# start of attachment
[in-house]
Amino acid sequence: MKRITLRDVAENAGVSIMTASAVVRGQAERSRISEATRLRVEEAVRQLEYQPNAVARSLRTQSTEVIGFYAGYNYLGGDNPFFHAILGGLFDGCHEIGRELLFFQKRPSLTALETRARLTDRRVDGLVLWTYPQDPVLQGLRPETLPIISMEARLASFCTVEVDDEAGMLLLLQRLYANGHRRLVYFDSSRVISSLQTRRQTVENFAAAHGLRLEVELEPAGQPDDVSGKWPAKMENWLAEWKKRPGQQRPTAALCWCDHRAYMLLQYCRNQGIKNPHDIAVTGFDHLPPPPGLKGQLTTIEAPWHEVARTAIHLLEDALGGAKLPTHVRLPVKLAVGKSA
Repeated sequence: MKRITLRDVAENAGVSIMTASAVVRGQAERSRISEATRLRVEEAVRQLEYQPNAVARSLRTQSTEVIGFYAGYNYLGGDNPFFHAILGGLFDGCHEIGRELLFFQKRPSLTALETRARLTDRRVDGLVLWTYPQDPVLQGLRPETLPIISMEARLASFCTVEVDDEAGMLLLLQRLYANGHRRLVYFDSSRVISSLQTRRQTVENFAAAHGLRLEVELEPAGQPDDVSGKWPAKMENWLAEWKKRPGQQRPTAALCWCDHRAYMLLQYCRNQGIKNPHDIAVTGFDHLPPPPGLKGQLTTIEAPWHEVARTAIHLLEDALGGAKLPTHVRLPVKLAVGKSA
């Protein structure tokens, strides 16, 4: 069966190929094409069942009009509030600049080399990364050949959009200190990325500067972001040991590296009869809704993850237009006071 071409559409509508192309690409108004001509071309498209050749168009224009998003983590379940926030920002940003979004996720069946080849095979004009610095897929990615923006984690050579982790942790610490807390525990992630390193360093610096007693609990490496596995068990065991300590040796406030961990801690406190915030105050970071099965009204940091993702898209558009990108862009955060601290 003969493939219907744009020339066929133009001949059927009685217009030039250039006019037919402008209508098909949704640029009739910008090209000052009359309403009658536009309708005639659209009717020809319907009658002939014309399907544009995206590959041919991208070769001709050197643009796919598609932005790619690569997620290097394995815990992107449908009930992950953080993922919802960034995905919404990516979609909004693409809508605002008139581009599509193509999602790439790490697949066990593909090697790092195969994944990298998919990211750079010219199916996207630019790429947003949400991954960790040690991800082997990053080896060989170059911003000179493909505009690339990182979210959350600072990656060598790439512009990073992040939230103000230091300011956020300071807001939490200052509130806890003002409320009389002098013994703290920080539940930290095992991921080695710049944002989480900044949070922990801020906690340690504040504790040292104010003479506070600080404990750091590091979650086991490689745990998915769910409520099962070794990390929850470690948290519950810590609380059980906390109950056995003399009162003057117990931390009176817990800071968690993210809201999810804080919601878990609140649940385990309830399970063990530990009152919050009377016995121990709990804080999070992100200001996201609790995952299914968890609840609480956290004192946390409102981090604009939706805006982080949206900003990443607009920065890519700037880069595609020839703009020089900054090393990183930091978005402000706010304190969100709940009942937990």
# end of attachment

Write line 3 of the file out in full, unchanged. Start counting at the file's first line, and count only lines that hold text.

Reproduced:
Repeated sequence: MKRITLRDVAENAGVSIMTASAVVRGQAERSRISEATRLRVEEAVRQLEYQPNAVARSLRTQSTEVIGFYAGYNYLGGDNPFFHAILGGLFDGCHEIGRELLFFQKRPSLTALETRARLTDRRVDGLVLWTYPQDPVLQGLRPETLPIISMEARLASFCTVEVDDEAGMLLLLQRLYANGHRRLVYFDSSRVISSLQTRRQTVENFAAAHGLRLEVELEPAGQPDDVSGKWPAKMENWLAEWKKRPGQQRPTAALCWCDHRAYMLLQYCRNQGIKNPHDIAVTGFDHLPPPPGLKGQLTTIEAPWHEVARTAIHLLEDALGGAKLPTHVRLPVKLAVGKSA